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Acts of missionaries to spread Christianity by themselves cannot be seen as illegal, T.N. government tells SC – The Hindu

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May 01, 2023 10:51 am | Updated 10:51 am IST – NEW DELHI
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 The acts of missionaries to spread Christianity by themselves cannot be seen as illegal, the Tamil Nadu government has told the Supreme Court. | Photo Credit: S. Subramanium
The acts of missionaries to spread Christianity by themselves cannot be seen as illegal, the Tamil Nadu government has told the Supreme Court.
“Article 25 (freedom of religion) of the Constitution guarantees every citizen the right to propagate his religion. Therefore, the acts of missionaries spreading Christianity by themselves cannot be seen as something against the law. But if their act of spreading their religion is against public order, morality and health and to other provisions of Part III of the Constitution, it has to be viewed seriously,” the State said.
Any person has the right to propagate and preach his belief system to other persons without the use of intimidation, threats, deceit, allurement, superstition or black magic, it said.
Tamil Nadu, represented by senior advocate P. Wilson, noted that a person does not have a fundamental right to turn another to his or her own religion. But every person has a right to propagate her religion.
Likewise, the Constitution does not prevent any person from getting converted to the religion of his choice, the State said.
People have a choice to change their beliefs and even return to their original religious denominations, the State said.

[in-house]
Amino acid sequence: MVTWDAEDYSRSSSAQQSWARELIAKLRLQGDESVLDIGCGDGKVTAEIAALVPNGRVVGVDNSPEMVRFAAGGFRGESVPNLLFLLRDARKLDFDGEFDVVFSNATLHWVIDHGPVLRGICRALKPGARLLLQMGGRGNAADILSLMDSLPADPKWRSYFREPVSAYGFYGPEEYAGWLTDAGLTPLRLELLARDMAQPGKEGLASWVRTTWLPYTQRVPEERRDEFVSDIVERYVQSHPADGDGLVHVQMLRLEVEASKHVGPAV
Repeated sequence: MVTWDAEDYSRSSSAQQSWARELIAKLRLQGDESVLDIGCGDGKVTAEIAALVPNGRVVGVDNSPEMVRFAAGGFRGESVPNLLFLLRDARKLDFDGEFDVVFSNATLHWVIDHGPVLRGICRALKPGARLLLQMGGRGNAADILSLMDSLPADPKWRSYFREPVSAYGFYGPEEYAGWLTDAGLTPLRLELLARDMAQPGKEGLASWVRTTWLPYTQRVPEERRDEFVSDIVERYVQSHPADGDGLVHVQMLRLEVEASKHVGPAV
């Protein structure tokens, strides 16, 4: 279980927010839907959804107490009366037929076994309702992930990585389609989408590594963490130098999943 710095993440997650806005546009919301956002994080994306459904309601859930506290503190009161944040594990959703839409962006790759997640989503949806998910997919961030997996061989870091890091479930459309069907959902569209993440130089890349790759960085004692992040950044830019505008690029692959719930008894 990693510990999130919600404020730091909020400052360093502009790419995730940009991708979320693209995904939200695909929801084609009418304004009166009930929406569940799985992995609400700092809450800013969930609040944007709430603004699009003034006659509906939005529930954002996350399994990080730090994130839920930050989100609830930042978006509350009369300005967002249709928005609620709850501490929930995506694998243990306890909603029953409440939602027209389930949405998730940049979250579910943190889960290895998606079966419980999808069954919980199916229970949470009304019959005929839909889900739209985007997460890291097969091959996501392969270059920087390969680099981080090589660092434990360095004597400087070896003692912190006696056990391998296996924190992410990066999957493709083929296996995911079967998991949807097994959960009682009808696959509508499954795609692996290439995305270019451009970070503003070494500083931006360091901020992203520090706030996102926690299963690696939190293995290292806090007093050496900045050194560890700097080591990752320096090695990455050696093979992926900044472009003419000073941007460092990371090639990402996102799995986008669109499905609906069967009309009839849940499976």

“The citizens of the country should be allowed freely to choose their religion. It would not be appropriate for the government to put spokes in their personal beliefs and privacy,” Tamil Nadu stressed.
The right to have faith in a particular religion can be traced to Article 21 (right to a dignified life) of the Constitution.
“It is an inviolable right,” the affidavit said.
The State was responding to a petition filed by advocate Ashwini Kumar Upadhyay, who has sought an NIA/CBI investigation into the “root cause” of the death of a 17-year-old girl in Tamil Nadu amidst a swirl of accusations that she had been forced to convert to Christianity. The petition argued that forcible or deceitful conversion was a violation of fundamental rights.
Forcible or deceitful religious conversion does not happen in Tamil Nadu, the State underscored.
“Conversion of poor people to other religions by intimidation, threats, deceit, allurement through gifts, black magic or superstition are not reported in Tamil Nadu,” the affidavit submitted.
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